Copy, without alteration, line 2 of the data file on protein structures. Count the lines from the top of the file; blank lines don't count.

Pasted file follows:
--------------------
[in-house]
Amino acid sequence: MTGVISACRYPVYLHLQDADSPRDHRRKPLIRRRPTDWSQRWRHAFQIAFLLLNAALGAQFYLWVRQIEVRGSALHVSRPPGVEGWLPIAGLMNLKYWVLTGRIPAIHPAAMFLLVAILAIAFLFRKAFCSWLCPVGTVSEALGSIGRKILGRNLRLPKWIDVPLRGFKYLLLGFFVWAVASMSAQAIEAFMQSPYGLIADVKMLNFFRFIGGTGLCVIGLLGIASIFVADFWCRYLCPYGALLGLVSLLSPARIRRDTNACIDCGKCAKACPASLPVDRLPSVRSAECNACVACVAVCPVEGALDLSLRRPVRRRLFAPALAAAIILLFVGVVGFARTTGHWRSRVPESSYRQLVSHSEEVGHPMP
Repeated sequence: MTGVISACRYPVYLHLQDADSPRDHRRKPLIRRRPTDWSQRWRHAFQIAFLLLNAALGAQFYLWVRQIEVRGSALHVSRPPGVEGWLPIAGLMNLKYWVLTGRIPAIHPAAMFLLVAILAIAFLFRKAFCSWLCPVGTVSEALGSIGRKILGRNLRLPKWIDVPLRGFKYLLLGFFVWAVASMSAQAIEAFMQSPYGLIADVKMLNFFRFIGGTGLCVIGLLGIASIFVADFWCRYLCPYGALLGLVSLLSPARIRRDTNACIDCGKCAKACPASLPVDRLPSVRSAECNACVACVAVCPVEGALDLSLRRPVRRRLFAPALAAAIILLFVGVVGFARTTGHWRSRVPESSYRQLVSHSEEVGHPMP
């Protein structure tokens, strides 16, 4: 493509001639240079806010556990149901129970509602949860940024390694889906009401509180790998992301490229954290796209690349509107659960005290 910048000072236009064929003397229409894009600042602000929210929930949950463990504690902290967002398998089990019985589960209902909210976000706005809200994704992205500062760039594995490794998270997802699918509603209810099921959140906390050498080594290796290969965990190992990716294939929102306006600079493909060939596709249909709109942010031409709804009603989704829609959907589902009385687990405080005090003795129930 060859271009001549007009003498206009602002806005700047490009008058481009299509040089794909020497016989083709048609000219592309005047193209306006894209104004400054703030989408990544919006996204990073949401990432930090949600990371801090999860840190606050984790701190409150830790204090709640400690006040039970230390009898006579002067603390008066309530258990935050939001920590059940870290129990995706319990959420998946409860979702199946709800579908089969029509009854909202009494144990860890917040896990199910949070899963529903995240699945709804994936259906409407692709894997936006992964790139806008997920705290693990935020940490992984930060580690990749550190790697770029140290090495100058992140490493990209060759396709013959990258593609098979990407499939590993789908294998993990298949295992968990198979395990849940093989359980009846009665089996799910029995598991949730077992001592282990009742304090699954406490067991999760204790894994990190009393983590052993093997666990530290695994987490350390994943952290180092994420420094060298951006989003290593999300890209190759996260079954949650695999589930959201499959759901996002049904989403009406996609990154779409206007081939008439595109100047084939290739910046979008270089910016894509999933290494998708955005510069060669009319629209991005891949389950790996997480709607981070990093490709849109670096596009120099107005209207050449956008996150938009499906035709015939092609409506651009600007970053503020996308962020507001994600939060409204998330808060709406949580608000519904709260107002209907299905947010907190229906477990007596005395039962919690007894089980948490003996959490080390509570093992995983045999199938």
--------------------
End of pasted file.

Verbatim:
Amino acid sequence: MTGVISACRYPVYLHLQDADSPRDHRRKPLIRRRPTDWSQRWRHAFQIAFLLLNAALGAQFYLWVRQIEVRGSALHVSRPPGVEGWLPIAGLMNLKYWVLTGRIPAIHPAAMFLLVAILAIAFLFRKAFCSWLCPVGTVSEALGSIGRKILGRNLRLPKWIDVPLRGFKYLLLGFFVWAVASMSAQAIEAFMQSPYGLIADVKMLNFFRFIGGTGLCVIGLLGIASIFVADFWCRYLCPYGALLGLVSLLSPARIRRDTNACIDCGKCAKACPASLPVDRLPSVRSAECNACVACVAVCPVEGALDLSLRRPVRRRLFAPALAAAIILLFVGVVGFARTTGHWRSRVPESSYRQLVSHSEEVGHPMP